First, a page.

In between the towns and mansions, you have to negotiate rivers, forests, and graveyards, defeating monsters. The backgrounds contain a mixture of dark blue, dark gray, and sepia tones that blends in with the game’s horror setting. Defeating a monster causes it to drop a heart that awards Simon with cash. The monsters boast good animations and they behave the same way they do in the first game. Your health is decreased every time you are attacked by a monster, but it can be replenished by entering churches that are in town. As with any other NES game out there, losing all your energy results in a loss of life, and it is game over if you run out of lives. You can still continue the game if you enter a password given to you on the game over screen. (Lucky FDS users can save their progress instead.)

I like how Konami got creative with this game. It starts off with the title being presented in a huge negative that scrolls to the right to reveal the prologue, and pressing Start allows you to go to the options screen, all the while listening to some spooky music. The password input screen is beautifully presented. It depicts a brick wall with two huge windows showing mountains. At the front are three panes showing the relevant information.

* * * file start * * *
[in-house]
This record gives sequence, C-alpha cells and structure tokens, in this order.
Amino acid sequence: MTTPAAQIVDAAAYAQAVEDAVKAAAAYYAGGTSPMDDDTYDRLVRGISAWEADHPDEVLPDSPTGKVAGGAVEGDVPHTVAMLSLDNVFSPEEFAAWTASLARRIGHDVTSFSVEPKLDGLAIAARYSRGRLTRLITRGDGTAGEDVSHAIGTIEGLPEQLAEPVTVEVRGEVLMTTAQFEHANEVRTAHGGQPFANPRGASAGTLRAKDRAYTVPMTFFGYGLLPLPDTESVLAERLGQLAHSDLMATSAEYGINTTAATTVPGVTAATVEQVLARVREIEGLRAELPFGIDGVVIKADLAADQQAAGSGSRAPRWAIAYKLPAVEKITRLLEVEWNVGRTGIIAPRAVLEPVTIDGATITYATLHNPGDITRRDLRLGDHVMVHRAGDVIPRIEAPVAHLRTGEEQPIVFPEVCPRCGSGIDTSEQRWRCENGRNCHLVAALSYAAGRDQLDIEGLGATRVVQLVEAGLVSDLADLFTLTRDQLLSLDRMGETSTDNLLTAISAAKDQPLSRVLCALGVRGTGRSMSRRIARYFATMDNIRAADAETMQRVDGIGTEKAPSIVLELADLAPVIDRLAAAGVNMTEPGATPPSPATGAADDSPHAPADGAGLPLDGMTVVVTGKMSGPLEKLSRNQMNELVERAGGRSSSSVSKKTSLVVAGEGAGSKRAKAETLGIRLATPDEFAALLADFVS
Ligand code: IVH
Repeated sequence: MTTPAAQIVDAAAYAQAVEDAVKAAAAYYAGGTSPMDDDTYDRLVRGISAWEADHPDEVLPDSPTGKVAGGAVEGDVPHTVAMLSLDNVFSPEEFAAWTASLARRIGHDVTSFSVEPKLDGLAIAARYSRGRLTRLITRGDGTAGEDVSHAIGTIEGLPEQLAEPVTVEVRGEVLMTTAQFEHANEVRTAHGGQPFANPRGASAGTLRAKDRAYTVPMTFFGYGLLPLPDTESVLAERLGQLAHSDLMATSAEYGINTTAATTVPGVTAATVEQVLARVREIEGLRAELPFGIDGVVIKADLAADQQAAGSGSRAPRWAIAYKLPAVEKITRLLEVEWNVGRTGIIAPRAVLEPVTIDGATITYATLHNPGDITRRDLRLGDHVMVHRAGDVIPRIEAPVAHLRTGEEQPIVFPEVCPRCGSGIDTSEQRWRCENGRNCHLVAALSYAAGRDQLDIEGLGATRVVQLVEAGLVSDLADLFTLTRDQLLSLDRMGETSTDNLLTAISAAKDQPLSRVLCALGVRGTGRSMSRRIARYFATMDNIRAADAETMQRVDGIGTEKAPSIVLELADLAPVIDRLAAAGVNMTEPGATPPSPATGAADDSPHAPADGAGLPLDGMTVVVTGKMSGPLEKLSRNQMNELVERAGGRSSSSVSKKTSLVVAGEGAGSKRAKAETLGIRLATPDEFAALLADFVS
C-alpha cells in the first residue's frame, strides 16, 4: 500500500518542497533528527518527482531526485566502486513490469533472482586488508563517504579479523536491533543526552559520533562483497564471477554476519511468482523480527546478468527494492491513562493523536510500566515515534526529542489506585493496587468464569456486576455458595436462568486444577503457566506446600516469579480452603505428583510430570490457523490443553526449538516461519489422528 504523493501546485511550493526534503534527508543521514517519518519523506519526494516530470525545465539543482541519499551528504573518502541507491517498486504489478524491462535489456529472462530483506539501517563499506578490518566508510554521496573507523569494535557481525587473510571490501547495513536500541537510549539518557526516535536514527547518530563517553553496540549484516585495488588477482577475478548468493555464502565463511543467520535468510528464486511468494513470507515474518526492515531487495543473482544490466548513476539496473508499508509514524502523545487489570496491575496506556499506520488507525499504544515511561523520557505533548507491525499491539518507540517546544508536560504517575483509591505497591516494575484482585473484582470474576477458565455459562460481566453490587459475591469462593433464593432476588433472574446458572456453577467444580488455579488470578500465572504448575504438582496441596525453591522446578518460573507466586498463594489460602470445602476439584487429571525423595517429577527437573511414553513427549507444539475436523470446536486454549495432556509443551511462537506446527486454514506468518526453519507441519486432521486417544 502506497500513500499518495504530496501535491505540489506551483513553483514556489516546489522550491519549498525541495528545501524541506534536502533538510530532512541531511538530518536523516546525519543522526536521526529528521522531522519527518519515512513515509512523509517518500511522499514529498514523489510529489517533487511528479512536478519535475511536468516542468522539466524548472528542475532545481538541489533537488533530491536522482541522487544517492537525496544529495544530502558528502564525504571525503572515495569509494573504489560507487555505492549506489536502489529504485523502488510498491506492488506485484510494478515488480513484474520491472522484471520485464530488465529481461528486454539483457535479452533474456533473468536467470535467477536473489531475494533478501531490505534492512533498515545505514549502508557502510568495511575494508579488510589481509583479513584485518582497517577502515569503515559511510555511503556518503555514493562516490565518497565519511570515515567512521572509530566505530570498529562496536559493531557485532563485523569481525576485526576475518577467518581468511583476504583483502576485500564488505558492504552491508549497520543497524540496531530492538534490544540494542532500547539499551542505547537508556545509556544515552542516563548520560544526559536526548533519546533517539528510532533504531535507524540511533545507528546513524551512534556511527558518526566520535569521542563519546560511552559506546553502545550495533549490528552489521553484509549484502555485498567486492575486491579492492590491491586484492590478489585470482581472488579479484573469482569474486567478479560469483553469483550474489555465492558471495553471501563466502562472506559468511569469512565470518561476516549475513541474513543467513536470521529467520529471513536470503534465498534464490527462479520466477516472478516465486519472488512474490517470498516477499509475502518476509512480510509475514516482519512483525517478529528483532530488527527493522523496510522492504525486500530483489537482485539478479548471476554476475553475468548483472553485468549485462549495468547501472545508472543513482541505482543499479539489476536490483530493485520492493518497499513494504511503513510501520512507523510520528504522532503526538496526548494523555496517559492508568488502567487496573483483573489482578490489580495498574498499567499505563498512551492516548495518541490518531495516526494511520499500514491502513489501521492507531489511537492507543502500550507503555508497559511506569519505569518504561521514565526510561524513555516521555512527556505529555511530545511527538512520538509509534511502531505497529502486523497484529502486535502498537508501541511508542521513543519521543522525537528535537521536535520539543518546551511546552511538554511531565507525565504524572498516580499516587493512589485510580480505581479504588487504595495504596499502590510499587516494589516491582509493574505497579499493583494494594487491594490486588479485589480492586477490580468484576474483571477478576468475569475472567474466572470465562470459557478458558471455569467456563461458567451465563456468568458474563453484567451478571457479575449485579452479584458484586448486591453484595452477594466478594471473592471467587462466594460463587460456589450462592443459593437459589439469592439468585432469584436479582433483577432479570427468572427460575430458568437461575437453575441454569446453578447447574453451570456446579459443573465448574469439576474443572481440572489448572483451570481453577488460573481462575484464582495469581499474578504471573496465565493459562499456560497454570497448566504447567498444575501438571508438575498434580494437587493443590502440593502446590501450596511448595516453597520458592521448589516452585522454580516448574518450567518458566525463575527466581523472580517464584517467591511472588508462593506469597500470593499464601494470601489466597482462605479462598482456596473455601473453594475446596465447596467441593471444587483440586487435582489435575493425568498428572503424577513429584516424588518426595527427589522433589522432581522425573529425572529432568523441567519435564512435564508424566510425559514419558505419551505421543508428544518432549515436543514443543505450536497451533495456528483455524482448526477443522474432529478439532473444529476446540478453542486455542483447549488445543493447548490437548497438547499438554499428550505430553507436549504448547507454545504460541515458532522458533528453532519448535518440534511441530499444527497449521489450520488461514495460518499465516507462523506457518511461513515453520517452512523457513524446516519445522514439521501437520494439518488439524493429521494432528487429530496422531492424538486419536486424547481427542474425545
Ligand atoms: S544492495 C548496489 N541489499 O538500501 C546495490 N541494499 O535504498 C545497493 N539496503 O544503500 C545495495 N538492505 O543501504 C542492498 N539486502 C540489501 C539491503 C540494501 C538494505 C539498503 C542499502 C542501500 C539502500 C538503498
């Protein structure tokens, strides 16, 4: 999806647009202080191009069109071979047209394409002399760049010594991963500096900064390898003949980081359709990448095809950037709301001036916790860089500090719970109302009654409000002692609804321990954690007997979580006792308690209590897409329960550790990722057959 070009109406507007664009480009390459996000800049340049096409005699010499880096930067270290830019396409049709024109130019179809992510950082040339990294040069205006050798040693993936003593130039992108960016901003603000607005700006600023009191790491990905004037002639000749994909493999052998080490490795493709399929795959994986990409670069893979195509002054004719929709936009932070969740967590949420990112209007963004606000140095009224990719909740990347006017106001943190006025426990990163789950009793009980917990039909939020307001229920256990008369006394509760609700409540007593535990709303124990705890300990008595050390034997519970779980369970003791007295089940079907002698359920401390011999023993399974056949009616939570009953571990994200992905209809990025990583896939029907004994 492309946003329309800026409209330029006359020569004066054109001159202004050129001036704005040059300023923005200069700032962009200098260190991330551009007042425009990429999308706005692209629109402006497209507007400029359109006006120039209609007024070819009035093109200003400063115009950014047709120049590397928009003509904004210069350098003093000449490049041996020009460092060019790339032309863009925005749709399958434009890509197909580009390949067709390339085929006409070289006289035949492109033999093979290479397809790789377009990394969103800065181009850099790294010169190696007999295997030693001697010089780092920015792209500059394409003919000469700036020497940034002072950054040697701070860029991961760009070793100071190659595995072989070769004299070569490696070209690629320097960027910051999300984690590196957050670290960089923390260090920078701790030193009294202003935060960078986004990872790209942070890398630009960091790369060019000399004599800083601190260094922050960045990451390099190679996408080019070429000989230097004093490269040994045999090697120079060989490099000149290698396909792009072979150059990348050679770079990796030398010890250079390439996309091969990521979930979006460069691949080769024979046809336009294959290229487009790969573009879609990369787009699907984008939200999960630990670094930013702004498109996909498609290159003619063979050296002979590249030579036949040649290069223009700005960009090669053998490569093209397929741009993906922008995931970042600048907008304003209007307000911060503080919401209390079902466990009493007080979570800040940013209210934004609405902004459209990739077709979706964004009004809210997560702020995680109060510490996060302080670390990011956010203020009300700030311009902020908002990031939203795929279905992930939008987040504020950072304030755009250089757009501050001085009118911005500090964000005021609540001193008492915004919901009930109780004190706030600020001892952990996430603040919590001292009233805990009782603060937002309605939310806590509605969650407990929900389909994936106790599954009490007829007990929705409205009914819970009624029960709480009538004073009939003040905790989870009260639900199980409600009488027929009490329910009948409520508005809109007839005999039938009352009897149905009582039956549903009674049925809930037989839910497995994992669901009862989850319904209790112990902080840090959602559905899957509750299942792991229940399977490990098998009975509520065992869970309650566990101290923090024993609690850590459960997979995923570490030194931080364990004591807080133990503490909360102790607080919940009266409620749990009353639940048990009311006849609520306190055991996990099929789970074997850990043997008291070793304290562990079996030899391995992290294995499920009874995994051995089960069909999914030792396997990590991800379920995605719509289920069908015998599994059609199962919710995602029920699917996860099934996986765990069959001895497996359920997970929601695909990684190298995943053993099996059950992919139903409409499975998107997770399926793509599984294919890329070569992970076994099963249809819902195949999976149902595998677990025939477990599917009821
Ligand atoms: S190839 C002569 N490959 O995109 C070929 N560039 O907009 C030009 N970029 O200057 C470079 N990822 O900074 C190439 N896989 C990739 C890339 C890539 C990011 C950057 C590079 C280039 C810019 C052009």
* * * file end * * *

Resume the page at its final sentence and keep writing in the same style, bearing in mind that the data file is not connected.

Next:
Castlevania II is one of the first NES games to offer a day/night cycle. The flow of the game is unaffected, but how long you take to complete the game determines which of the three endings you will view at the end of the game. At night, shops and churches are shut, the townspeople are transformed into hideous monsters, and the monsters themselves are difficult to beat. At any time during the game, you can press the Start button to pause the game and view useful information such as time (measured in Days:Hours:Minutes), level, experience rating, number of hearts, and the type of whip, although Konami could have provided this information on the main screen. It is also here that your inventory can be accessed. Although it can be annoying that you can’t purchase items at night, it gives you a good reason to keep slaying enemies to make loads of money.